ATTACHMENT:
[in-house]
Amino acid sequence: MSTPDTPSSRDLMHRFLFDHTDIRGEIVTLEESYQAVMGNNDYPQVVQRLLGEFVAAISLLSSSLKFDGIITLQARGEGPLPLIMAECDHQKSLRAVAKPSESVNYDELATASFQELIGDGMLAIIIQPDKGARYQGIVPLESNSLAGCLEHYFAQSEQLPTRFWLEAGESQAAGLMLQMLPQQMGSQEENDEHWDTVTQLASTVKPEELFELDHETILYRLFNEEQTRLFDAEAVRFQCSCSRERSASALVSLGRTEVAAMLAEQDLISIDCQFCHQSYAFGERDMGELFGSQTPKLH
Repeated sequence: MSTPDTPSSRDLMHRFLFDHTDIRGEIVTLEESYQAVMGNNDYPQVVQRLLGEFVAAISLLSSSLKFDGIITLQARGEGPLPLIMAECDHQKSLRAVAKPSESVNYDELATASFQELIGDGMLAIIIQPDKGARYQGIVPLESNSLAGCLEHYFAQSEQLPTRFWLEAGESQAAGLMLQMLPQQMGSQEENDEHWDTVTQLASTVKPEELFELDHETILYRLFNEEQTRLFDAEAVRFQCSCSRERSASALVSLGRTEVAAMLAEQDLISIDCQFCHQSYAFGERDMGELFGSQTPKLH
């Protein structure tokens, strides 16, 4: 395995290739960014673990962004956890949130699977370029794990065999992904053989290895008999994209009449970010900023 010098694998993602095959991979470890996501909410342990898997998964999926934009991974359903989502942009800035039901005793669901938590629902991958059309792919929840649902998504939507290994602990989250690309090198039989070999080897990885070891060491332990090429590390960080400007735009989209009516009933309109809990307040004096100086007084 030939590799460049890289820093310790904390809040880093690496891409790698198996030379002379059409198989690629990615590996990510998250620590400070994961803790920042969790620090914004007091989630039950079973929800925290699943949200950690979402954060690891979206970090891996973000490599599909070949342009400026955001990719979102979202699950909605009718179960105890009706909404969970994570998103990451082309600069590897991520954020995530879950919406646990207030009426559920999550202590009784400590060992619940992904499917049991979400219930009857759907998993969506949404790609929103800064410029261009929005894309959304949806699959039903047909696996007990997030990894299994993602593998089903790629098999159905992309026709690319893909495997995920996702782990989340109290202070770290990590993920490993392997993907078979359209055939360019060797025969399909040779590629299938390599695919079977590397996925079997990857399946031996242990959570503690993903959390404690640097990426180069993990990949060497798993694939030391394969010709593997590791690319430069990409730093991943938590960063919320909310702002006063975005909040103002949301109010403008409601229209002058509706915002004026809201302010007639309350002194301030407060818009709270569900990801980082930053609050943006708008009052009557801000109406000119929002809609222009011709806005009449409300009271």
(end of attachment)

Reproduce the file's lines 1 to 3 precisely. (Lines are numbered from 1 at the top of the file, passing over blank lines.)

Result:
[in-house]
Amino acid sequence: MSTPDTPSSRDLMHRFLFDHTDIRGEIVTLEESYQAVMGNNDYPQVVQRLLGEFVAAISLLSSSLKFDGIITLQARGEGPLPLIMAECDHQKSLRAVAKPSESVNYDELATASFQELIGDGMLAIIIQPDKGARYQGIVPLESNSLAGCLEHYFAQSEQLPTRFWLEAGESQAAGLMLQMLPQQMGSQEENDEHWDTVTQLASTVKPEELFELDHETILYRLFNEEQTRLFDAEAVRFQCSCSRERSASALVSLGRTEVAAMLAEQDLISIDCQFCHQSYAFGERDMGELFGSQTPKLH
Repeated sequence: MSTPDTPSSRDLMHRFLFDHTDIRGEIVTLEESYQAVMGNNDYPQVVQRLLGEFVAAISLLSSSLKFDGIITLQARGEGPLPLIMAECDHQKSLRAVAKPSESVNYDELATASFQELIGDGMLAIIIQPDKGARYQGIVPLESNSLAGCLEHYFAQSEQLPTRFWLEAGESQAAGLMLQMLPQQMGSQEENDEHWDTVTQLASTVKPEELFELDHETILYRLFNEEQTRLFDAEAVRFQCSCSRERSASALVSLGRTEVAAMLAEQDLISIDCQFCHQSYAFGERDMGELFGSQTPKLH